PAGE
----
From left, Alma Har’el, Noah Jupe, Lucas Hedges and Shia LaBeouf attend the “Honey Boy” European premiere in London. (Gareth Cattermole/Getty Images for BFI/TNS)

Shia LaBeouf’s screenplay comes to life in ‘Honey Boy’

Director Alma Har’el brings troubled actor’s therapeutic project to film

Director Alma Har’el’s new “Honey Boy” is a powerful movie, as is the story behind it.

Har’el, recently at the Mill Valley Film Festival, spoke candidly about the film (opening Friday) which was written by and stars Shia LaBeouf.

LaBeouf, a former child actor who appeared in huge Hollywood productions — whose offscreen life was deeply troubled — contacted Har’el after he saw her 2011 movie “Bombay Beach.”

After they met for dinner while the Israeli-born director was working on a music video for the Icelandic band Sigur Rós, she says, “The film he responded to was about the child of an alcoholic. And the music video dealt intuitively with trauma and pain that comes from addiction, and mental health. It was incredible to see that he arrived at that. That’s how art works.”

Later, having been diagnosed with PTSD, LaBeouf was in a rehabilitation program during which, as part of his treatment, he wrote a screenplay about his life and relationship with his father.

LaBeouf sent the finished script, titled after his childhood nickname “Honey Boy,” to Har’el.

“I was blown away by it,” she says. “It had so much raw urgency that I don’t see often. I think Shia was scared he was never going to act again. It is the thing he loves the most. Nobody at the time wanted to work with him or talk to him. It seemed like the end.”

Har’el insisted they make the movie. Lucas Hedges plays grownup actor “Otis Lort,” stuck and rehab and writing a screenplay, while child actor Noah Jupe plays the young Otis in flashbacks, and LaBeouf plays his own father.

LaBeouf transformed himself for his role, putting on weight, shaving his head and wearing prosthetics. “My favorite photos from the set are between takes, him walking around like that,” says Har’el.

The actor even had a device inserted into his nose to make his speech nasal and inhibit his breathing, suggesting damage done by cocaine use.

Impressively, LaBeouf never tried to interfere with Har’el’s vision, and rarely appeared on set during Hedges’s scenes. “He could have tried to manage his image and he never did,” she says. “I think there’s an integrity to that.”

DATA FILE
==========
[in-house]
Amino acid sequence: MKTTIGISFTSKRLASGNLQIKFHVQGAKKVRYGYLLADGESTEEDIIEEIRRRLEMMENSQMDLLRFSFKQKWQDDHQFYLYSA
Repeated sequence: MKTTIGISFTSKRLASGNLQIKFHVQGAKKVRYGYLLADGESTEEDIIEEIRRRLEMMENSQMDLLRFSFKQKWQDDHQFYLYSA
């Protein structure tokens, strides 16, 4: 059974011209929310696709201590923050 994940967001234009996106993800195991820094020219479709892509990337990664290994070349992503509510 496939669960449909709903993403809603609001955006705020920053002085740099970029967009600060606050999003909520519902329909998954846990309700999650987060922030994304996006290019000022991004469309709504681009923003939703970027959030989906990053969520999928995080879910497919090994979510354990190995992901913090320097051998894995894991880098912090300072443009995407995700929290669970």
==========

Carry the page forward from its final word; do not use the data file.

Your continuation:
LaBeouf even encouraged the actors to improvise, or change what they wanted in the screenplay. “I was the one who was protecting the script!” she insists.

One of Har’el’s finest personal touches in “Honey Boy” is an early montage showing the older Otis in a whirlwind blur of movies and real-life moments, exciting, shocking and disorienting.

“I tried to really find a way to convey what I’ve been seeing with Shia, in terms of how he gives himself to the craft,” she says: “Actors often harness all of their pain and trauma in order to generate meaningful moments onscreen, but by doing that they slowly lose touch with reality. They become so conscious of their internal life that they forget to have their own experience. And I think that gets dangerous. Obviously Shia was brought into that exercise at a very early age, and he didn’t have a chance to develop the tools to keep that sense of self, or know how to protect himself.”

As for young Jupe, Har’el wanted him to be in a healthy environment. He spent weeks with LaBeouf before shooting, and his mother was on set every day.

“We wanted to ensure that everything was talked about and natural with him. Our goal was to not create Honey Boy II 10 years from now,” she says.

The safe space Har’el created on set seems to have worked wonders.

After not speaking for seven years, LaBeouf renewed his relationship with his father. And he’s been sober for a year and a half.

“It takes a lifetime to come back from childhood trauma,” she says. “He’s still in the midst of it. But I’m excited to see him take some really meaningful steps.”

IF YOU GO

Honey Boy

Starring: Lucas Hedges, Noah Jupe, Shia LaBeouf, FKA Twigs

Written by: Shia LaBeouf

Directed by: Alma Har’el

Rated: R

Running time: 1 hour, 34 minutes

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